How often does an unnamed melancholy steal over our souls, leaving us dry and thirsty for something that we can not seem to find that will satisfy? Going through daily motions, we move as through fog, just doing the next task. Even spiritual things that once uplifted and poured life into our souls no longer flow with life-giving water. Have you found yourself in this arid place, if even for a short time?
As the hart panteth after the water brooks,
so panteth my soul after thee, O God.
My soul thirsteth for God, for the living God:
when shall I come and appear before God? Psalm 42:1-2
David did. The Shepherd king of Israel, and the one God calls a man after His own heart, describes the wasteland of melancholy that he found himself in a time or two. Those around him even taunt his faith, asking him, “Where is thy God?” He recalls the days of joy in God’s house, and his former heart of praise. And it begs him to ask the question:
Why art thou cast down, O my soul? and why art thou disquieted in me? Psalm 42:5a
David searches out the cause of his despondency.
”To search out the cause of our sorrow is often the best surgery for grief…The mist of ignorance magnifies the causes of our alarm; a clearer view will make monsters dwindle into trifles.”C H Spurgeon, Treasury of David
Have you considered the reason for your mist? What unnamed thought must be brought to the surface of your heart and set to conscious prayer? A dear friend calls these rogue emotions “the rebels that must be captured.” Once captured, they can be dealt with forthrightly.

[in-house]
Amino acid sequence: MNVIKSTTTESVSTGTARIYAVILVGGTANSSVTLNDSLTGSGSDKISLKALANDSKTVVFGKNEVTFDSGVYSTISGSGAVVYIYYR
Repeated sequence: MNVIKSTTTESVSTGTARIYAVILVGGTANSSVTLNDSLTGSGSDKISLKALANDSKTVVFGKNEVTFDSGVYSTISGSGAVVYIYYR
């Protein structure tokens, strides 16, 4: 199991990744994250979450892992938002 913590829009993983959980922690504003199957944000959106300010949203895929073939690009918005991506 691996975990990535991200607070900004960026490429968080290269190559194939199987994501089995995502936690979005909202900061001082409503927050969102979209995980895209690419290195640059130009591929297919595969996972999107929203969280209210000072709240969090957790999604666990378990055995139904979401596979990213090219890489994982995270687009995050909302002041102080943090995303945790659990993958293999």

David commands his emotions to Hope.
HOPE, verb intransitive–To place confidence in; to trust in with confident expectation of good.
David placed his hope not in himself. He did not buoy himself with uplifting inspirational phrases or by confidence in his own strength. He placed his hope in the unchangeable, faithful God.
“This is the grace that swims, though the waves roar and be troubled. God is unchangeable, and therefore His grace is the ground for unshaken hope.” –Spurgeon
David chooses to praise, to sing, to pray.
…for I shall yet praise him
for the help of his countenance. Psalm 42:5b
Yet the Lord will command his lovingkindness in the daytime, and in the night his song shall be with me, and my prayer unto the God of my life. Psalm 42:8
God’s faithfulness still holds. His mercies spring anew every morning. His sovereignty will not lose hold of its scepter. His love never fails, and His presence never leaves the believer. Even the unbeliever is delivered from the sin that holds him fast, when such a one calls upon the name of Jesus.
“Praise has the power to lift the soul above all care as if on wings.” Susannah Spurgeon
David repeats the process.
Why art thou cast down, O my soul? and why art thou disquieted within me?
hope thou in God: for I shall yet praise him,
who is the health of my countenance, and my God. Psalm 42:11
The rebels will rear their ugly head time and time again with persistent demands. They do not quietly surrender after the first battle. We must choose to capture and command them with all the authority of God’s Word as often as they take up arms. Throughout the day, we must school our hearts to thanksgiving and praise. Writing down three things to be thankful for three times a day turns praise into the habit of our days. Psalms and hymns and spiritual songs remind us of His grace throughout our days and into our nights. Unceasing prayer replaces the misty thoughts of melancholy.
(For the weapons of our warfare are not carnal, but mighty through God to the pulling down of strong holds;) Casting down imaginations, and every high thing that exalteth itself against the knowledge of God, and bringing into captivity every thought to the obedience of Christ; 2 Corinthians 10:4-5
My heart needed some schooling this week to capture the rebels. I’m praying for you as you capture and command yours!